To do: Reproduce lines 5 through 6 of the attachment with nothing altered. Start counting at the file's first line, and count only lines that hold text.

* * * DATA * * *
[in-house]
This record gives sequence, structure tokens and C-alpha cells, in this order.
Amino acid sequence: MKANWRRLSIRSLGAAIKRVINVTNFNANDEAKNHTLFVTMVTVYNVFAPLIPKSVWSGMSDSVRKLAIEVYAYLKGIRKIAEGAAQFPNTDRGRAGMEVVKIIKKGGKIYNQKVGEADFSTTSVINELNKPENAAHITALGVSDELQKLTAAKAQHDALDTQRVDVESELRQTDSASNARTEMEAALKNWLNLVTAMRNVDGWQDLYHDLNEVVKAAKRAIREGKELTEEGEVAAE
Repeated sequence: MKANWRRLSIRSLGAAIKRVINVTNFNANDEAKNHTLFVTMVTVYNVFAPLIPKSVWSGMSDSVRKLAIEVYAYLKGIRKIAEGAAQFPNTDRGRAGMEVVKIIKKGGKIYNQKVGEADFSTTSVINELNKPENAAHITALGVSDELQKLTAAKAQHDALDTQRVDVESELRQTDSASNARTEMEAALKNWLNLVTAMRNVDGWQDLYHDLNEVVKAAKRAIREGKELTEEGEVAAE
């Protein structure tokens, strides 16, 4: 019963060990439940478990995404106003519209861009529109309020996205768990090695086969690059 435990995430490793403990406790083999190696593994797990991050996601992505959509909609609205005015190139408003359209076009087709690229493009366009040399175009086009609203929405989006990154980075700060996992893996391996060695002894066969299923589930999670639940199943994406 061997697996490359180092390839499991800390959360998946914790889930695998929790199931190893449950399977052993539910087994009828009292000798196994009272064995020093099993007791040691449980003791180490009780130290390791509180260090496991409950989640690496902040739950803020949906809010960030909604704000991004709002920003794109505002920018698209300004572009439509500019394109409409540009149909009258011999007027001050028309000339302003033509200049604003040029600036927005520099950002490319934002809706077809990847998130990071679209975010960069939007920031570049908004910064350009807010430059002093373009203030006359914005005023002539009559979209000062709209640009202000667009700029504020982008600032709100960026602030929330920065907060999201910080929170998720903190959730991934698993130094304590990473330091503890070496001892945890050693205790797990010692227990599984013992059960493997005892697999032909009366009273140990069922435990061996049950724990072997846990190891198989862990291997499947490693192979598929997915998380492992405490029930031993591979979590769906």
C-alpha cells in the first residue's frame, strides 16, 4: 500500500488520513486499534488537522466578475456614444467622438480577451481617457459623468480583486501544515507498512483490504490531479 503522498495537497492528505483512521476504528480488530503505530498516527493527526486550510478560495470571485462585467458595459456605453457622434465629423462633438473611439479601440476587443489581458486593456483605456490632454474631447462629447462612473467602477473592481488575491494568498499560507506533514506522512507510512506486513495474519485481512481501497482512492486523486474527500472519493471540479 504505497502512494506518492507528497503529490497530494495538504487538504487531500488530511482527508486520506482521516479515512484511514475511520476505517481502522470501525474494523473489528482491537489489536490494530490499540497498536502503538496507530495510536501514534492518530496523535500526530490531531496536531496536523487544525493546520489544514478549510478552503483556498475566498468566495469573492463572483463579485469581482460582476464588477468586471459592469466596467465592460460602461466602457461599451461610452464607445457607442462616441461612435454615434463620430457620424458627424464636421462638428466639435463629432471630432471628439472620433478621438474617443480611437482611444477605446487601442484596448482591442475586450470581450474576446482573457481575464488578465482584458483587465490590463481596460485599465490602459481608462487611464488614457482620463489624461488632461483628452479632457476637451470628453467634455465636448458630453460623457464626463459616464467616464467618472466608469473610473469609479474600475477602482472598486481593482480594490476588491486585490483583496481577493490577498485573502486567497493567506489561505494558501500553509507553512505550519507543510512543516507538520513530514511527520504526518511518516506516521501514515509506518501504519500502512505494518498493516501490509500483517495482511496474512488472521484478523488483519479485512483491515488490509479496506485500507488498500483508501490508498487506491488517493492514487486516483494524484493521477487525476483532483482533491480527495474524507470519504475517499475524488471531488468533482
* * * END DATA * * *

């Protein structure tokens, strides 16, 4: 019963060990439940478990995404106003519209861009529109309020996205768990090695086969690059 435990995430490793403990406790083999190696593994797990991050996601992505959509909609609205005015190139408003359209076009087709690229493009366009040399175009086009609203929405989006990154980075700060996992893996391996060695002894066969299923589930999670639940199943994406 061997697996490359180092390839499991800390959360998946914790889930695998929790199931190893449950399977052993539910087994009828009292000798196994009272064995020093099993007791040691449980003791180490009780130290390791509180260090496991409950989640690496902040739950803020949906809010960030909604704000991004709002920003794109505002920018698209300004572009439509500019394109409409540009149909009258011999007027001050028309000339302003033509200049604003040029600036927005520099950002490319934002809706077809990847998130990071679209975010960069939007920031570049908004910064350009807010430059002093373009203030006359914005005023002539009559979209000062709209640009202000667009700029504020982008600032709100960026602030929330920065907060999201910080929170998720903190959730991934698993130094304590990473330091503890070496001892945890050693205790797990010692227990599984013992059960493997005892697999032909009366009273140990069922435990061996049950724990072997846990190891198989862990291997499947490693192979598929997915998380492992405490029930031993591979979590769906």
C-alpha cells in the first residue's frame, strides 16, 4: 500500500488520513486499534488537522466578475456614444467622438480577451481617457459623468480583486501544515507498512483490504490531479 503522498495537497492528505483512521476504528480488530503505530498516527493527526486550510478560495470571485462585467458595459456605453457622434465629423462633438473611439479601440476587443489581458486593456483605456490632454474631447462629447462612473467602477473592481488575491494568498499560507506533514506522512507510512506486513495474519485481512481501497482512492486523486474527500472519493471540479 504505497502512494506518492507528497503529490497530494495538504487538504487531500488530511482527508486520506482521516479515512484511514475511520476505517481502522470501525474494523473489528482491537489489536490494530490499540497498536502503538496507530495510536501514534492518530496523535500526530490531531496536531496536523487544525493546520489544514478549510478552503483556498475566498468566495469573492463572483463579485469581482460582476464588477468586471459592469466596467465592460460602461466602457461599451461610452464607445457607442462616441461612435454615434463620430457620424458627424464636421462638428466639435463629432471630432471628439472620433478621438474617443480611437482611444477605446487601442484596448482591442475586450470581450474576446482573457481575464488578465482584458483587465490590463481596460485599465490602459481608462487611464488614457482620463489624461488632461483628452479632457476637451470628453467634455465636448458630453460623457464626463459616464467616464467618472466608469473610473469609479474600475477602482472598486481593482480594490476588491486585490483583496481577493490577498485573502486567497493567506489561505494558501500553509507553512505550519507543510512543516507538520513530514511527520504526518511518516506516521501514515509506518501504519500502512505494518498493516501490509500483517495482511496474512488472521484478523488483519479485512483491515488490509479496506485500507488498500483508501490508498487506491488517493492514487486516483494524484493521477487525476483532483482533491480527495474524507470519504475517499475524488471531488468533482